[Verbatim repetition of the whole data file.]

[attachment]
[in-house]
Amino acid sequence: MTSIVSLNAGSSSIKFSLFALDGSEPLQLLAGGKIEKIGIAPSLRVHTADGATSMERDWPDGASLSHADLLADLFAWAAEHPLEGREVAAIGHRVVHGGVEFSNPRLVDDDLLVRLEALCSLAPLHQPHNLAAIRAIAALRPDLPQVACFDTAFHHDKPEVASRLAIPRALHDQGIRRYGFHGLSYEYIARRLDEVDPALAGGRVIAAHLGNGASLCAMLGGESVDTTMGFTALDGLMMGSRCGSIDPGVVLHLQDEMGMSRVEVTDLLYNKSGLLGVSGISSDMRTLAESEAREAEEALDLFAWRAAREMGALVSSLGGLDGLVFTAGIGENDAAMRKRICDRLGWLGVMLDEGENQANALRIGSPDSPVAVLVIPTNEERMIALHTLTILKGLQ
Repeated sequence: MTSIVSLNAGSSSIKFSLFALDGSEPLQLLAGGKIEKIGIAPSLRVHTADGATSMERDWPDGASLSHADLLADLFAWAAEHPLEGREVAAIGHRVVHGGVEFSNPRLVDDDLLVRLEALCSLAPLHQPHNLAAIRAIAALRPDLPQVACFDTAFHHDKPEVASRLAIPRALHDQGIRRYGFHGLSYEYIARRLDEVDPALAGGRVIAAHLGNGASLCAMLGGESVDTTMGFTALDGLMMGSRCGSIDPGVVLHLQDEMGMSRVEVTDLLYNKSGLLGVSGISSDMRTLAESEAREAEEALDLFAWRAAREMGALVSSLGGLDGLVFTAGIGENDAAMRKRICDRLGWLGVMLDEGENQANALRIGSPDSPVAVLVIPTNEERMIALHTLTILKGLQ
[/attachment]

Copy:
[in-house]
Amino acid sequence: MTSIVSLNAGSSSIKFSLFALDGSEPLQLLAGGKIEKIGIAPSLRVHTADGATSMERDWPDGASLSHADLLADLFAWAAEHPLEGREVAAIGHRVVHGGVEFSNPRLVDDDLLVRLEALCSLAPLHQPHNLAAIRAIAALRPDLPQVACFDTAFHHDKPEVASRLAIPRALHDQGIRRYGFHGLSYEYIARRLDEVDPALAGGRVIAAHLGNGASLCAMLGGESVDTTMGFTALDGLMMGSRCGSIDPGVVLHLQDEMGMSRVEVTDLLYNKSGLLGVSGISSDMRTLAESEAREAEEALDLFAWRAAREMGALVSSLGGLDGLVFTAGIGENDAAMRKRICDRLGWLGVMLDEGENQANALRIGSPDSPVAVLVIPTNEERMIALHTLTILKGLQ
Repeated sequence: MTSIVSLNAGSSSIKFSLFALDGSEPLQLLAGGKIEKIGIAPSLRVHTADGATSMERDWPDGASLSHADLLADLFAWAAEHPLEGREVAAIGHRVVHGGVEFSNPRLVDDDLLVRLEALCSLAPLHQPHNLAAIRAIAALRPDLPQVACFDTAFHHDKPEVASRLAIPRALHDQGIRRYGFHGLSYEYIARRLDEVDPALAGGRVIAAHLGNGASLCAMLGGESVDTTMGFTALDGLMMGSRCGSIDPGVVLHLQDEMGMSRVEVTDLLYNKSGLLGVSGISSDMRTLAESEAREAEEALDLFAWRAAREMGALVSSLGGLDGLVFTAGIGENDAAMRKRICDRLGWLGVMLDEGENQANALRIGSPDSPVAVLVIPTNEERMIALHTLTILKGLQ